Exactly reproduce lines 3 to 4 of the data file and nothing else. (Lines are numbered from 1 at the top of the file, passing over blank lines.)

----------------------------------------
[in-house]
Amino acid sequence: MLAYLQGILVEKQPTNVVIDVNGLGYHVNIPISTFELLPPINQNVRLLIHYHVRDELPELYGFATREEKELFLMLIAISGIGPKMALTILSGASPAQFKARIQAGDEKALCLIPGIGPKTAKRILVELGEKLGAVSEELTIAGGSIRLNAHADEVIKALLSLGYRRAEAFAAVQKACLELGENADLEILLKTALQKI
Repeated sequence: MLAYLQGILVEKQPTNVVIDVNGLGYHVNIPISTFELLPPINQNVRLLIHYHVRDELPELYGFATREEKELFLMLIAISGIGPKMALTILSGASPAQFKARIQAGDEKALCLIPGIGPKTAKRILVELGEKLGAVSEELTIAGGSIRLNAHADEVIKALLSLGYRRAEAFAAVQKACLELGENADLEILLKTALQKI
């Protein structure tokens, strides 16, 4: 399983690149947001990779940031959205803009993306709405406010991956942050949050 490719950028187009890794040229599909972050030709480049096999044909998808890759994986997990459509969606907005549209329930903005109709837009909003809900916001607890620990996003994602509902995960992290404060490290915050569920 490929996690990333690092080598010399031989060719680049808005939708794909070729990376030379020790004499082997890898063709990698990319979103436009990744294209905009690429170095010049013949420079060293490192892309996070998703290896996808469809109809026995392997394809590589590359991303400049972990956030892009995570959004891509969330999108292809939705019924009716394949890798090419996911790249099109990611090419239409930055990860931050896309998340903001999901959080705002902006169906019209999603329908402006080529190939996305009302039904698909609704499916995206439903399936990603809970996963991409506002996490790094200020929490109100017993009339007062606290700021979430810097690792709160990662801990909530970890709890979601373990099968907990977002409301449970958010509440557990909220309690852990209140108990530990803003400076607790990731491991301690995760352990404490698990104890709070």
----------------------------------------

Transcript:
Repeated sequence: MLAYLQGILVEKQPTNVVIDVNGLGYHVNIPISTFELLPPINQNVRLLIHYHVRDELPELYGFATREEKELFLMLIAISGIGPKMALTILSGASPAQFKARIQAGDEKALCLIPGIGPKTAKRILVELGEKLGAVSEELTIAGGSIRLNAHADEVIKALLSLGYRRAEAFAAVQKACLELGENADLEILLKTALQKI
């Protein structure tokens, strides 16, 4: 399983690149947001990779940031959205803009993306709405406010991956942050949050 490719950028187009890794040229599909972050030709480049096999044909998808890759994986997990459509969606907005549209329930903005109709837009909003809900916001607890620990996003994602509902995960992290404060490290915050569920 490929996690990333690092080598010399031989060719680049808005939708794909070729990376030379020790004499082997890898063709990698990319979103436009990744294209905009690429170095010049013949420079060293490192892309996070998703290896996808469809109809026995392997394809590589590359991303400049972990956030892009995570959004891509969330999108292809939705019924009716394949890798090419996911790249099109990611090419239409930055990860931050896309998340903001999901959080705002902006169906019209999603329908402006080529190939996305009302039904698909609704499916995206439903399936990603809970996963991409506002996490790094200020929490109100017993009339007062606290700021979430810097690792709160990662801990909530970890709890979601373990099968907990977002409301449970958010509440557990909220309690852990209140108990530990803003400076607790990731491991301690995760352990404490698990104890709070």